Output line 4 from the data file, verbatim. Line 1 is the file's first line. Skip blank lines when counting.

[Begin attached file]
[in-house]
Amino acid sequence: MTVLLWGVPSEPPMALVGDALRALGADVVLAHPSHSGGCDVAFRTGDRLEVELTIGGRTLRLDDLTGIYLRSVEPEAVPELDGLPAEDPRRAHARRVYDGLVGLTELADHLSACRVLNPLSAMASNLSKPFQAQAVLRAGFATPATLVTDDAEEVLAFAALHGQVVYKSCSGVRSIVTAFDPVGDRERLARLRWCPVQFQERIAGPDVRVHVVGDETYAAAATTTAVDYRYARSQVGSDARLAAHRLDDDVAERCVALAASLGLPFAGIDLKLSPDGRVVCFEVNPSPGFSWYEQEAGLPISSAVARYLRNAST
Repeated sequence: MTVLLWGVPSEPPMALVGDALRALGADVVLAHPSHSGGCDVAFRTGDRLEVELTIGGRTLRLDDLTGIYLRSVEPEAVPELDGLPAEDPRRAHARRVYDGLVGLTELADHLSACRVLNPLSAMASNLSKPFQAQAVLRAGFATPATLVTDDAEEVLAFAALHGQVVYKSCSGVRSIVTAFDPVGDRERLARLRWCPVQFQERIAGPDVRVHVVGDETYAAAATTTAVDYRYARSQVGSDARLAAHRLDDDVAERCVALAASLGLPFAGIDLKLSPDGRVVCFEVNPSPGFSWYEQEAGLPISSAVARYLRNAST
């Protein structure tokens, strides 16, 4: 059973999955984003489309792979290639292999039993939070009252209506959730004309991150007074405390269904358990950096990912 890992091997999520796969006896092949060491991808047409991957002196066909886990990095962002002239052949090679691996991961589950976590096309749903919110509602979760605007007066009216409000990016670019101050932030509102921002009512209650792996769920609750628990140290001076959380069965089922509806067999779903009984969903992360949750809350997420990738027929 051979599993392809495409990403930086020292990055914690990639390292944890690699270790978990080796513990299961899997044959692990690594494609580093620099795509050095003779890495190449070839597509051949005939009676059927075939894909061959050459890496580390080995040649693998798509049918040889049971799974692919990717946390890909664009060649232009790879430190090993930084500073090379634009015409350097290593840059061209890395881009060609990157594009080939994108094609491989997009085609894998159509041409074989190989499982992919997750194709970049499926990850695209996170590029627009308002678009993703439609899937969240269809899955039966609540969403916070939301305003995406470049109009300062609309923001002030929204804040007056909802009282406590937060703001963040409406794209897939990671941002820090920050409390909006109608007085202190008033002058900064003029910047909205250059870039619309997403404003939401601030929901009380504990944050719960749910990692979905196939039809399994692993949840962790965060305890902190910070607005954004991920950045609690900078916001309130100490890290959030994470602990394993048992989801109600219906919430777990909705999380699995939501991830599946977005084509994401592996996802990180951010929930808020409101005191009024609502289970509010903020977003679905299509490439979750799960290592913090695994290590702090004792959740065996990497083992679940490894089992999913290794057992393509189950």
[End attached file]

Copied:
């Protein structure tokens, strides 16, 4: 059973999955984003489309792979290639292999039993939070009252209506959730004309991150007074405390269904358990950096990912 890992091997999520796969006896092949060491991808047409991957002196066909886990990095962002002239052949090679691996991961589950976590096309749903919110509602979760605007007066009216409000990016670019101050932030509102921002009512209650792996769920609750628990140290001076959380069965089922509806067999779903009984969903992360949750809350997420990738027929 051979599993392809495409990403930086020292990055914690990639390292944890690699270790978990080796513990299961899997044959692990690594494609580093620099795509050095003779890495190449070839597509051949005939009676059927075939894909061959050459890496580390080995040649693998798509049918040889049971799974692919990717946390890909664009060649232009790879430190090993930084500073090379634009015409350097290593840059061209890395881009060609990157594009080939994108094609491989997009085609894998159509041409074989190989499982992919997750194709970049499926990850695209996170590029627009308002678009993703439609899937969240269809899955039966609540969403916070939301305003995406470049109009300062609309923001002030929204804040007056909802009282406590937060703001963040409406794209897939990671941002820090920050409390909006109608007085202190008033002058900064003029910047909205250059870039619309997403404003939401601030929901009380504990944050719960749910990692979905196939039809399994692993949840962790965060305890902190910070607005954004991920950045609690900078916001309130100490890290959030994470602990394993048992989801109600219906919430777990909705999380699995939501991830599946977005084509994401592996996802990180951010929930808020409101005191009024609502289970509010903020977003679905299509490439979750799960290592913090695994290590702090004792959740065996990497083992679940490894089992999913290794057992393509189950």